Teach me to hear mermaids singingBMJ 1996; 313 doi: https://doi.org/10.1136/bmj.313.7056.565 (Published 31 August 1996) Cite this as: BMJ 1996;313:565
- Clare Vaughan
Five months ago I developed a chest infection which would not clear up. I had been overworking: four part time jobs, three children, Christmas with its expectations, and a winter of coughs and colds. My general practitioner suggested a chest x ray examination. I went with my 5 year old daughter in tow. The result was extraordinary and the radiologist looked suitably impressed. My daughter turned to me, “Mummy, has your cancer come back?” “I am afraid it has, my love,” I replied.
At first I crept into my bed and withdrew from the world and howled. How preposterous not to see my lovely children grow up. How unbearable to have had only half my life with my love. How disappointing to leave all my exciting work plans at such a vulnerable but optimistic stage.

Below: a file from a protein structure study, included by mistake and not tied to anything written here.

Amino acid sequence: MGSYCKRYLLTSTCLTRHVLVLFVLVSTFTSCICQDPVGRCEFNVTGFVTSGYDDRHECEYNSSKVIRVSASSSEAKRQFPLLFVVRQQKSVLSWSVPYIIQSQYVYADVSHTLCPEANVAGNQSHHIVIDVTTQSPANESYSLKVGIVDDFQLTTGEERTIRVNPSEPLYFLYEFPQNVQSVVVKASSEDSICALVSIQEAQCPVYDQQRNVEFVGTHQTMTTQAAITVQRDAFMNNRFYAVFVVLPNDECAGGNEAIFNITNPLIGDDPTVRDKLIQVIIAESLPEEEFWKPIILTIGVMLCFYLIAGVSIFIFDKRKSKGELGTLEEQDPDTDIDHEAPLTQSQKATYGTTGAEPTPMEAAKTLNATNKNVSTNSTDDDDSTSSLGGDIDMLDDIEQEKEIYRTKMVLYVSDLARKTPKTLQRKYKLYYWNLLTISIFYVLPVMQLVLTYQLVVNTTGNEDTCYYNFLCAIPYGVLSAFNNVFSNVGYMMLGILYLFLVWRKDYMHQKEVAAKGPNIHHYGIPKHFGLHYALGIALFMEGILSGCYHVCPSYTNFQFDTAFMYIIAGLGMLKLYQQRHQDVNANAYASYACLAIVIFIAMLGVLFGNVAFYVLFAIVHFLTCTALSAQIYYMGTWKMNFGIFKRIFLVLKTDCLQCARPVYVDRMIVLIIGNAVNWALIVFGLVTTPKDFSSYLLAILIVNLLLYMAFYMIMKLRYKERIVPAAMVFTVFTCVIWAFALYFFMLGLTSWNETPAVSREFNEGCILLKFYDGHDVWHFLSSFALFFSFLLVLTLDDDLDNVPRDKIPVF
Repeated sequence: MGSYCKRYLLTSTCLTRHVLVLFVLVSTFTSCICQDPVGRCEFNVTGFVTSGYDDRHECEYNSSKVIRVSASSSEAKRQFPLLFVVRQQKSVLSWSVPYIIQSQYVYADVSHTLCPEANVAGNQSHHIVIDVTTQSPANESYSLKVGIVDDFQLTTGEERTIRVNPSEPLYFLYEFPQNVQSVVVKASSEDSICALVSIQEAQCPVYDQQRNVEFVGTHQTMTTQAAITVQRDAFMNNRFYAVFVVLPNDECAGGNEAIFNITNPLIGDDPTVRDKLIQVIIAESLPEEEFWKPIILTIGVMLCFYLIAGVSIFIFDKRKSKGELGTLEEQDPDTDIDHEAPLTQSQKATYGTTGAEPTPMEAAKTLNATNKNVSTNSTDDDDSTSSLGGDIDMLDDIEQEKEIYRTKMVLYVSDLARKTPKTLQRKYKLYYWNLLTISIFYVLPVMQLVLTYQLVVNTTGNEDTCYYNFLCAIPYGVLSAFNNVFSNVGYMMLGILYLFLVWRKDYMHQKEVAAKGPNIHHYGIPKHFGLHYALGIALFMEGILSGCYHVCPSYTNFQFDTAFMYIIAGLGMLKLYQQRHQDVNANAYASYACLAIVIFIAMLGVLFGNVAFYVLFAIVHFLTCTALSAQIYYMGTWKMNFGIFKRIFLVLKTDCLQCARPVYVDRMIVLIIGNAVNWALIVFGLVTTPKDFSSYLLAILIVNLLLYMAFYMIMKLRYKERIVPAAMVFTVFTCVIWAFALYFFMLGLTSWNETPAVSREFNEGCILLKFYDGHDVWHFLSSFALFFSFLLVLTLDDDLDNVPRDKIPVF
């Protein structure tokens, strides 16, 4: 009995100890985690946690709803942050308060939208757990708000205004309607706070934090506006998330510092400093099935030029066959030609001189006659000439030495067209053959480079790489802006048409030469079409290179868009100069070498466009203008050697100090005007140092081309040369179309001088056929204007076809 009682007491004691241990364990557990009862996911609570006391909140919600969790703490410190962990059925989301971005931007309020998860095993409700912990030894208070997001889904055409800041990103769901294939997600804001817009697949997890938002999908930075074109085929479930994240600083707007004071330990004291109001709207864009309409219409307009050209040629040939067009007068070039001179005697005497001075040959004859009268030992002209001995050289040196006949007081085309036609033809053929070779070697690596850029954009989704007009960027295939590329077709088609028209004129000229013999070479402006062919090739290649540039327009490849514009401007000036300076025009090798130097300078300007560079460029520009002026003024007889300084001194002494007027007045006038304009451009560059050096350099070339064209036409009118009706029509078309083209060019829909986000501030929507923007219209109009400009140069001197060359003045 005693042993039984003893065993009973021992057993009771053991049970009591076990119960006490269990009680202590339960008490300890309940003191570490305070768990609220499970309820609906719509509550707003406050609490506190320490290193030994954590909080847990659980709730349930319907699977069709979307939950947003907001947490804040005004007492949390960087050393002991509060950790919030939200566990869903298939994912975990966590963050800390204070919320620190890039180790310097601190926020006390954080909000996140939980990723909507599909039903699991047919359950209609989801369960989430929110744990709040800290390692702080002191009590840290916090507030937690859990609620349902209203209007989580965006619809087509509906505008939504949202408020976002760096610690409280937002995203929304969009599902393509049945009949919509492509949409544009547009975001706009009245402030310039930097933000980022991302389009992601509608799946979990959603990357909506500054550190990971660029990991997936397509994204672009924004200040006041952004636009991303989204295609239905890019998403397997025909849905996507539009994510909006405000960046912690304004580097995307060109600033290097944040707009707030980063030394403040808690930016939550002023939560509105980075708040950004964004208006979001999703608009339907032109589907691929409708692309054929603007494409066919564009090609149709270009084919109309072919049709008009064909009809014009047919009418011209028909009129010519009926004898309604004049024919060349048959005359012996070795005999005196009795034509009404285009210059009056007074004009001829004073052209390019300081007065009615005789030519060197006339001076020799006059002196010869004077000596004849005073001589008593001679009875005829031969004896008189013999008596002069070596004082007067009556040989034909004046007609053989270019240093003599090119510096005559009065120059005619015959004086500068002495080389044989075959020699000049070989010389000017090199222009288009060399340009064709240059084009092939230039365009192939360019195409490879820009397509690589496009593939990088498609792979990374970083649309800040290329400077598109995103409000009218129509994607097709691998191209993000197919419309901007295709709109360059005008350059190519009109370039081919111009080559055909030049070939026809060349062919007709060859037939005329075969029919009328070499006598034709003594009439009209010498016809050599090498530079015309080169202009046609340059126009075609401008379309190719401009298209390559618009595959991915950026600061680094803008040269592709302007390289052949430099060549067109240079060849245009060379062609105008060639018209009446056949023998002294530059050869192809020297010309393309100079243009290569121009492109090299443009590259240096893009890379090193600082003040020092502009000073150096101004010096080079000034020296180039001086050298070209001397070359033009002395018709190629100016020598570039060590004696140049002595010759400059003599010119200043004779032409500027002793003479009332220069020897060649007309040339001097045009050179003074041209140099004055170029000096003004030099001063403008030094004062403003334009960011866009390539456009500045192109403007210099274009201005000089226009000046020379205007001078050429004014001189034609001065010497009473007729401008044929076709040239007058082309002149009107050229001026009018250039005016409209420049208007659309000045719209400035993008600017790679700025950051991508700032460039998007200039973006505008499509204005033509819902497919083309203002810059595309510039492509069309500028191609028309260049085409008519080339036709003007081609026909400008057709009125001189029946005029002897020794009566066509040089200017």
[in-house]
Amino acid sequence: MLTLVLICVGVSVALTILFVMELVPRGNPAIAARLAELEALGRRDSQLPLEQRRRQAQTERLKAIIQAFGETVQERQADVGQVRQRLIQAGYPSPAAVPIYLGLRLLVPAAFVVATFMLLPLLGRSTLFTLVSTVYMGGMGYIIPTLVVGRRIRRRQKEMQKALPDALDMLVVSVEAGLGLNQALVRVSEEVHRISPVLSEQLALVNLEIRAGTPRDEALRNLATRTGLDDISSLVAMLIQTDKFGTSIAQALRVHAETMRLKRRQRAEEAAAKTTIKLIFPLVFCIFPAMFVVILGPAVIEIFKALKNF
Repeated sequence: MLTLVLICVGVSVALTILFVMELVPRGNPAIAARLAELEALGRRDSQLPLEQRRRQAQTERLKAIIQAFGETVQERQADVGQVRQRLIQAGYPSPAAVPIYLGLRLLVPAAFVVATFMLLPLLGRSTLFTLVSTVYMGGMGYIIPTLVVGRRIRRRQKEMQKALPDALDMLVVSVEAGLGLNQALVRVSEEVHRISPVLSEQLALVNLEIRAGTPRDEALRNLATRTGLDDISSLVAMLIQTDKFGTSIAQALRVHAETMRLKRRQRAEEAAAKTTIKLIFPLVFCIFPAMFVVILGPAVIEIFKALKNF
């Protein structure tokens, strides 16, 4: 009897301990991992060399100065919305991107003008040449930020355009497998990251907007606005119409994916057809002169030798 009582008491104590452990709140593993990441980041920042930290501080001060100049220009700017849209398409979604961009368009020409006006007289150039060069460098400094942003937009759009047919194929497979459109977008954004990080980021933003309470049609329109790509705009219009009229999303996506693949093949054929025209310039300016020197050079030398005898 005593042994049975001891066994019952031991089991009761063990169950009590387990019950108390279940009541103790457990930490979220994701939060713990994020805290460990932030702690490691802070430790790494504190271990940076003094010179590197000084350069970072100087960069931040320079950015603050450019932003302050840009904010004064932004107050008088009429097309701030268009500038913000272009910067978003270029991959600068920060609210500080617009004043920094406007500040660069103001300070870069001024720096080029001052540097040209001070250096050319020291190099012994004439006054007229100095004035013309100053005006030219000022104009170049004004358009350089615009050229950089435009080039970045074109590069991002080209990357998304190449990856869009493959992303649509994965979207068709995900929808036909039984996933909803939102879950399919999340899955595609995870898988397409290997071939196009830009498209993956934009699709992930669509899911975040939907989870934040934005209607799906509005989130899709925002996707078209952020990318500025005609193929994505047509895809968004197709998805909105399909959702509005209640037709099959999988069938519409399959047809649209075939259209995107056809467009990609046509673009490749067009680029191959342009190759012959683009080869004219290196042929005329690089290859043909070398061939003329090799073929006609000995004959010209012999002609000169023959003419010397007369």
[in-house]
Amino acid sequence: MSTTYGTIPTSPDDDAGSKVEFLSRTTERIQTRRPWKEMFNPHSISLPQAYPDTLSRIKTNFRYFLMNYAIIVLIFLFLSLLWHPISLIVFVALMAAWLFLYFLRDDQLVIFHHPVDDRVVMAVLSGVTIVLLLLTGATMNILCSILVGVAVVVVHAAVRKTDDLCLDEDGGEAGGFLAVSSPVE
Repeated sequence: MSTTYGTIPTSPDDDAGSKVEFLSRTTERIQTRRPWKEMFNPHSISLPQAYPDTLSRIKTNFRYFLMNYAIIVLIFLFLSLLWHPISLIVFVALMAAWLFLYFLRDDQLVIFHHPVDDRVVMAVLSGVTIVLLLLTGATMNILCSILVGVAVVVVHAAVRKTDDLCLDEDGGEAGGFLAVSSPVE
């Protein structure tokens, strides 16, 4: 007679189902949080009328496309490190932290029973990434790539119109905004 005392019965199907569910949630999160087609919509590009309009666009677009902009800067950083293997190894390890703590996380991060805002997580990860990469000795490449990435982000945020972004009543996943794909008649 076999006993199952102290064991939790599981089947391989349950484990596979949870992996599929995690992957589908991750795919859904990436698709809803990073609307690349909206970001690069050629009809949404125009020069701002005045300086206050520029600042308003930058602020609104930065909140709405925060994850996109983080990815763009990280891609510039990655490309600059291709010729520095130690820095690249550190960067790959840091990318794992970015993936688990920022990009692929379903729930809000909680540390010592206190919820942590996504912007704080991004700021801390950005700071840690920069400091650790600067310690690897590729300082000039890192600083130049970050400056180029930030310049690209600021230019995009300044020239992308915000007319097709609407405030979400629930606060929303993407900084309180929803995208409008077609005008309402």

So, four years after the first diagnosis, I have a tumour like an avocado pear in my right lung and a small crescent of functioning liver remaining. I am probably dying: the biggest adventure of all. The past five months have appalled, surprised, and exhilarated me and given me insights into my life in a totally unexpected way. I would like to share some of this richness.
Breast cancer is a roller coaster of an illness with windows of complete wellbeing, the last of which lasted two and a half years. I was more than well. I was fired with energy and vigour. I focused on my family with an …